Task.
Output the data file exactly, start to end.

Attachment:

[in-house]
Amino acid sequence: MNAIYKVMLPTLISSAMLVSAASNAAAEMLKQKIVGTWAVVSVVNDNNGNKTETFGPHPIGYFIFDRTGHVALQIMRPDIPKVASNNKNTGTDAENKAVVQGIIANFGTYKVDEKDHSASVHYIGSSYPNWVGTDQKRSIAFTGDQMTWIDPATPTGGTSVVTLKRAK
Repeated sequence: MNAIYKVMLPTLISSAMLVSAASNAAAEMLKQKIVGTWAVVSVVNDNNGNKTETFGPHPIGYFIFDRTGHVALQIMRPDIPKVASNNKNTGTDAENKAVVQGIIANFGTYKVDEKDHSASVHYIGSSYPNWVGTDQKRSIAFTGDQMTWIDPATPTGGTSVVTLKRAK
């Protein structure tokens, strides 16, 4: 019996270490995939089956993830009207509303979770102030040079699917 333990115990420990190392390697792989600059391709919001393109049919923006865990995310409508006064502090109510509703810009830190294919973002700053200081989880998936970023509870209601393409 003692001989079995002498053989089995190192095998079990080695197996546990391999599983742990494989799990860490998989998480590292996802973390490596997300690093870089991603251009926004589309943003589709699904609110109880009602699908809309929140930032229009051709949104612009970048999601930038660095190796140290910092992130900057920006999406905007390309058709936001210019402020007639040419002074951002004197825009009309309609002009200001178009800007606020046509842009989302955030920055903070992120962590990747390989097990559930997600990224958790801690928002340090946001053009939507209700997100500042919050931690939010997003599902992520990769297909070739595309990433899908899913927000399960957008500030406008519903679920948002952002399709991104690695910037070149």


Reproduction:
[in-house]
Amino acid sequence: MNAIYKVMLPTLISSAMLVSAASNAAAEMLKQKIVGTWAVVSVVNDNNGNKTETFGPHPIGYFIFDRTGHVALQIMRPDIPKVASNNKNTGTDAENKAVVQGIIANFGTYKVDEKDHSASVHYIGSSYPNWVGTDQKRSIAFTGDQMTWIDPATPTGGTSVVTLKRAK
Repeated sequence: MNAIYKVMLPTLISSAMLVSAASNAAAEMLKQKIVGTWAVVSVVNDNNGNKTETFGPHPIGYFIFDRTGHVALQIMRPDIPKVASNNKNTGTDAENKAVVQGIIANFGTYKVDEKDHSASVHYIGSSYPNWVGTDQKRSIAFTGDQMTWIDPATPTGGTSVVTLKRAK
């Protein structure tokens, strides 16, 4: 019996270490995939089956993830009207509303979770102030040079699917 333990115990420990190392390697792989600059391709919001393109049919923006865990995310409508006064502090109510509703810009830190294919973002700053200081989880998936970023509870209601393409 003692001989079995002498053989089995190192095998079990080695197996546990391999599983742990494989799990860490998989998480590292996802973390490596997300690093870089991603251009926004589309943003589709699904609110109880009602699908809309929140930032229009051709949104612009970048999601930038660095190796140290910092992130900057920006999406905007390309058709936001210019402020007639040419002074951002004197825009009309309609002009200001178009800007606020046509842009989302955030920055903070992120962590990747390989097990559930997600990224958790801690928002340090946001053009939507209700997100500042919050931690939010997003599902992520990769297909070739595309990433899908899913927000399960957008500030406008519903679920948002952002399709991104690695910037070149």